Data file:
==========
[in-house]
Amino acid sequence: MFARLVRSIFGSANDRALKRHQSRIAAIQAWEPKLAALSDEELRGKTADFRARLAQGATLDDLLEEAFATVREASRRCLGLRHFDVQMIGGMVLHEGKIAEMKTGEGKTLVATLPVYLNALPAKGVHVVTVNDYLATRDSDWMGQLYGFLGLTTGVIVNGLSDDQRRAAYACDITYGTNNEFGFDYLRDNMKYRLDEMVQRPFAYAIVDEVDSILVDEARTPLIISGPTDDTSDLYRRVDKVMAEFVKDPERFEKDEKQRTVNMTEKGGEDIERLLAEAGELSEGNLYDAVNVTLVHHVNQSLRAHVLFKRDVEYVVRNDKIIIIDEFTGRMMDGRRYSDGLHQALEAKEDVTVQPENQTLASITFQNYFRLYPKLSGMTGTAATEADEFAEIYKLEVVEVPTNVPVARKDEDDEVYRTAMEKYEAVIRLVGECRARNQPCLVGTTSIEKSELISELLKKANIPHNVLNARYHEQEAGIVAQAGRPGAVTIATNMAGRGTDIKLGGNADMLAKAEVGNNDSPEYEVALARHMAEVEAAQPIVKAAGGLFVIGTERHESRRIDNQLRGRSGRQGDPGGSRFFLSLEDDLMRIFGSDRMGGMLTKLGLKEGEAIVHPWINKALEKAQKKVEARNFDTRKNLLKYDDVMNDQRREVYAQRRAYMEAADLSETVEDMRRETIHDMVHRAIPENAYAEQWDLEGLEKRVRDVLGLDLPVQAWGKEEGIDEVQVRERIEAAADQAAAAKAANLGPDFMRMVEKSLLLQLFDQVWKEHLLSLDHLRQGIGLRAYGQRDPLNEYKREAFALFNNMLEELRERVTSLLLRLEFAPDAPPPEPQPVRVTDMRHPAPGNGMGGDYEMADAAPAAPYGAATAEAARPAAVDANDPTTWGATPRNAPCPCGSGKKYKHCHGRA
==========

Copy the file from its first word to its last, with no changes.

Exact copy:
[in-house]
Amino acid sequence: MFARLVRSIFGSANDRALKRHQSRIAAIQAWEPKLAALSDEELRGKTADFRARLAQGATLDDLLEEAFATVREASRRCLGLRHFDVQMIGGMVLHEGKIAEMKTGEGKTLVATLPVYLNALPAKGVHVVTVNDYLATRDSDWMGQLYGFLGLTTGVIVNGLSDDQRRAAYACDITYGTNNEFGFDYLRDNMKYRLDEMVQRPFAYAIVDEVDSILVDEARTPLIISGPTDDTSDLYRRVDKVMAEFVKDPERFEKDEKQRTVNMTEKGGEDIERLLAEAGELSEGNLYDAVNVTLVHHVNQSLRAHVLFKRDVEYVVRNDKIIIIDEFTGRMMDGRRYSDGLHQALEAKEDVTVQPENQTLASITFQNYFRLYPKLSGMTGTAATEADEFAEIYKLEVVEVPTNVPVARKDEDDEVYRTAMEKYEAVIRLVGECRARNQPCLVGTTSIEKSELISELLKKANIPHNVLNARYHEQEAGIVAQAGRPGAVTIATNMAGRGTDIKLGGNADMLAKAEVGNNDSPEYEVALARHMAEVEAAQPIVKAAGGLFVIGTERHESRRIDNQLRGRSGRQGDPGGSRFFLSLEDDLMRIFGSDRMGGMLTKLGLKEGEAIVHPWINKALEKAQKKVEARNFDTRKNLLKYDDVMNDQRREVYAQRRAYMEAADLSETVEDMRRETIHDMVHRAIPENAYAEQWDLEGLEKRVRDVLGLDLPVQAWGKEEGIDEVQVRERIEAAADQAAAAKAANLGPDFMRMVEKSLLLQLFDQVWKEHLLSLDHLRQGIGLRAYGQRDPLNEYKREAFALFNNMLEELRERVTSLLLRLEFAPDAPPPEPQPVRVTDMRHPAPGNGMGGDYEMADAAPAAPYGAATAEAARPAAVDANDPTTWGATPRNAPCPCGSGKKYKHCHGRA